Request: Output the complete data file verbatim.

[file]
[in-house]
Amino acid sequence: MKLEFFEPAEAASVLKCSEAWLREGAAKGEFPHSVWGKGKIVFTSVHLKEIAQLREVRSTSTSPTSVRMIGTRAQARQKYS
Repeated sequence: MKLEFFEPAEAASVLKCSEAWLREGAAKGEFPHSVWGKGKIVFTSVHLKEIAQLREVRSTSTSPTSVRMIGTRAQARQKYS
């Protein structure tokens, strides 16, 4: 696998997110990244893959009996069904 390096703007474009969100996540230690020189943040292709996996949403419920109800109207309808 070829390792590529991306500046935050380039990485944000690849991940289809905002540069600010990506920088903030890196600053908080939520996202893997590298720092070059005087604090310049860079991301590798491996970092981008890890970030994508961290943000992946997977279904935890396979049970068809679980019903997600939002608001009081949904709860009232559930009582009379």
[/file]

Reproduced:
[in-house]
Amino acid sequence: MKLEFFEPAEAASVLKCSEAWLREGAAKGEFPHSVWGKGKIVFTSVHLKEIAQLREVRSTSTSPTSVRMIGTRAQARQKYS
Repeated sequence: MKLEFFEPAEAASVLKCSEAWLREGAAKGEFPHSVWGKGKIVFTSVHLKEIAQLREVRSTSTSPTSVRMIGTRAQARQKYS
């Protein structure tokens, strides 16, 4: 696998997110990244893959009996069904 390096703007474009969100996540230690020189943040292709996996949403419920109800109207309808 070829390792590529991306500046935050380039990485944000690849991940289809905002540069600010990506920088903030890196600053908080939520996202893997590298720092070059005087604090310049860079991301590798491996970092981008890890970030994508961290943000992946997977279904935890396979049970068809679980019903997600939002608001009081949904709860009232559930009582009379």